Menopause is something that is pretty much inevitable. What is not inevitable is the weight gain most women associate with the "M" word. The truth is, while hormonal changes do play a role in weight gain, it's not the only reason why we gain weight as we age.
As we get older, our calorie needs decrease and eating well and exercising play a more critical role in how we manage our weight. The idea of being able to "exercise off" those excess calories does not necessarily hold as much weight as it does when we're in our 20's. While it's an unfortunate truth, it's not a guarantee that you'll become overweight. It just takes a little more effort on our parts to watch what we're eating and get moving. The principles of healthy eating don't change as our bodies change. In fact, the same things you hear all the time about healthy eating become that much more important.
1. Eat more fruits and vegetables â€" Fruits and vegetables are naturally lower in calories and don't contain any added sugar. They are also rich in antioxidants, vitamins, minerals and fiber. All these good qualities make them rock stars and should find their way into your diet several times a day. The important thing to remember is to try and eat these foods, not sip them. Even though vegetable juices are generally lower in calories and sugar than fruit juices, they are still loaded with sodium to make them taste better. Additionally, the juicing process takes away that valuable fiber that those whole fruits and vegetables provide. They also contain something known as phytoestrogens, which some have found to aid in minimizing the side effects of menopause.
2. Increase the fiber in your diet through fruits and veggies, whole grains, beans and legumes and flax seed. Fiber will always go hand in hand with weight loss. It makes you feel fuller quicker and lasts longer with less calories than other foods, and should be a staple in any healthy diet. It's easy to incorporate these foods into your meals by adding them to salads, yogurt, any dinner dish or in soups. For instance, I just recently made a butternut squash soup with cannellini beans - the entire soup gets pureed so you didn't even know they were in there, but just that addition increased the nutritional bang of that otherwise protein-lacking soup.
3.Eat more nutrient-dense foods and drinks, and less calorie dense foods and drinks. You want the calories you're consuming to do good things for your body, not just take up storage room as fat. While it's okay to indulge, you want to make what you eat count. Fruits, vegetables, lean protein, vegetable based protein, whole grains, low fat dairy and water are all great things to fill your body with. They all provide valuable services to the overall health of your body and get utilized efficiently. Added calories from sweets, sugary drinks, alcohol and simple carbohydrates, while tasty, don't provide much benefit to your bodies aside from calories. You can still enjoy these things, but just know that every calorie counts so be mindful of what you're taking in.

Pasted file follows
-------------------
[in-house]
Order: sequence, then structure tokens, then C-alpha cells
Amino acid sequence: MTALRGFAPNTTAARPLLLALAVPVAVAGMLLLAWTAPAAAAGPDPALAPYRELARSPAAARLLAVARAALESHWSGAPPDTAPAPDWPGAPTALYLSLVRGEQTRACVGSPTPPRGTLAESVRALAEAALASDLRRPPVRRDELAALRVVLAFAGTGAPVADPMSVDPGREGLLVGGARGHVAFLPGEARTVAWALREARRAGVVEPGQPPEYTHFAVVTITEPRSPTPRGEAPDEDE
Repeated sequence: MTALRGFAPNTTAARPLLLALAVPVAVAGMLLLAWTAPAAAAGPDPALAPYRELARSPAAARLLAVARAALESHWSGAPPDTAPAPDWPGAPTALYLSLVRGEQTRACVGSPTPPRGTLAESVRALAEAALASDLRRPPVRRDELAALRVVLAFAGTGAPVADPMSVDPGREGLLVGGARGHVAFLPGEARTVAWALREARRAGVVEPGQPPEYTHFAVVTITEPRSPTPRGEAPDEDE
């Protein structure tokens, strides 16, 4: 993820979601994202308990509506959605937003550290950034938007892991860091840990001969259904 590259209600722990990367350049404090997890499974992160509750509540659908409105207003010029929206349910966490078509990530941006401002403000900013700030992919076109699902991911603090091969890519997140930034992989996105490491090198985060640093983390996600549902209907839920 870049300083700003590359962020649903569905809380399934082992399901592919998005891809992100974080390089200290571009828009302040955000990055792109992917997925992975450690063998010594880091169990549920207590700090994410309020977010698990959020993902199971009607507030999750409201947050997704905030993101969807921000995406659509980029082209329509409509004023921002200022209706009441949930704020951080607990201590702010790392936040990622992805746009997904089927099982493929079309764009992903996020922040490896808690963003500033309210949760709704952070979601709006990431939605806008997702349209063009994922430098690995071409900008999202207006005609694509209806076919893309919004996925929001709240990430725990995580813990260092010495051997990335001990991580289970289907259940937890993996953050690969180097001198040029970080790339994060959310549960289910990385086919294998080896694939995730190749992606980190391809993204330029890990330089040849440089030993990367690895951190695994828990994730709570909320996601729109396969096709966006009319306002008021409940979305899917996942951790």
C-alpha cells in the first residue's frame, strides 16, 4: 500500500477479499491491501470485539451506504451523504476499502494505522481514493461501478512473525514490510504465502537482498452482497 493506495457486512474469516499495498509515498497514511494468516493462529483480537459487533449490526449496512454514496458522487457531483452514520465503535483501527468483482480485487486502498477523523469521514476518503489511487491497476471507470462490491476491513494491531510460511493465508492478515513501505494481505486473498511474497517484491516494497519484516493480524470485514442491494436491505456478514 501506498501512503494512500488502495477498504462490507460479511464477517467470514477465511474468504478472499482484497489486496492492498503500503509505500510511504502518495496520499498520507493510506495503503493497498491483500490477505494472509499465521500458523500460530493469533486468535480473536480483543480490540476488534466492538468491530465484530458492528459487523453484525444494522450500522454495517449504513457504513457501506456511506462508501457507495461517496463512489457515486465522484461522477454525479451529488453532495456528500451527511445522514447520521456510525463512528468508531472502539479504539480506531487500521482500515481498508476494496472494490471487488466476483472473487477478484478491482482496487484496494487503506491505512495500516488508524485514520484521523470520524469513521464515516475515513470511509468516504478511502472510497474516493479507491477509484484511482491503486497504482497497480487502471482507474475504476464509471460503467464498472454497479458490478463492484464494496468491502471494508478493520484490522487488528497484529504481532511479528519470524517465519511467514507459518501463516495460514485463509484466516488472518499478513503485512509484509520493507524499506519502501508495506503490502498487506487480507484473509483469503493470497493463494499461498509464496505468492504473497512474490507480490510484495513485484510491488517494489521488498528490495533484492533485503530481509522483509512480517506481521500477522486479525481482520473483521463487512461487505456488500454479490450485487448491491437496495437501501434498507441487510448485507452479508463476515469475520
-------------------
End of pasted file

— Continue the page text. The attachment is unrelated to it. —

4. Drink your milk. Okay, so you don't have to necessarily get all your calcium from milk, but it's important to make sure you're getting adequate calcium in your diet. Our bones depend on it, especially as time goes on. You want to try and get at least 3 calcium rich servings of food daily, and if that is tough for you, think about taking a supplement. Calcium citrate is the better option in supplements because it's more easily absorbed in your body. If you're up for the challenge, try low fat milk, light milk alternatives (soy, almond, coconut), yogurt, cottage cheese, broccoli, leafy greens or beans.
5. Get Moving. Exercise and healthy eating go hand in hand. It's the only way to keep the weight off or work towards losing it. You can start slow, but it's very important you make it a part of your weekly routine. You want to get a combination of cardio and weight bearing exercise and get in at least 30 minutes each time you do it. It doesn't matter what you do, it's making sure you actually do it.
6. The deal with soy. A recent study found that two daily servings of soy can reduce the frequency and severity of hot flashes by up to 26% compared to placebo. While there's a lot of discrepancy about the effectiveness, the overall results have been positive. So try getting at least 2 servings of soy most days of the week through ... Continue
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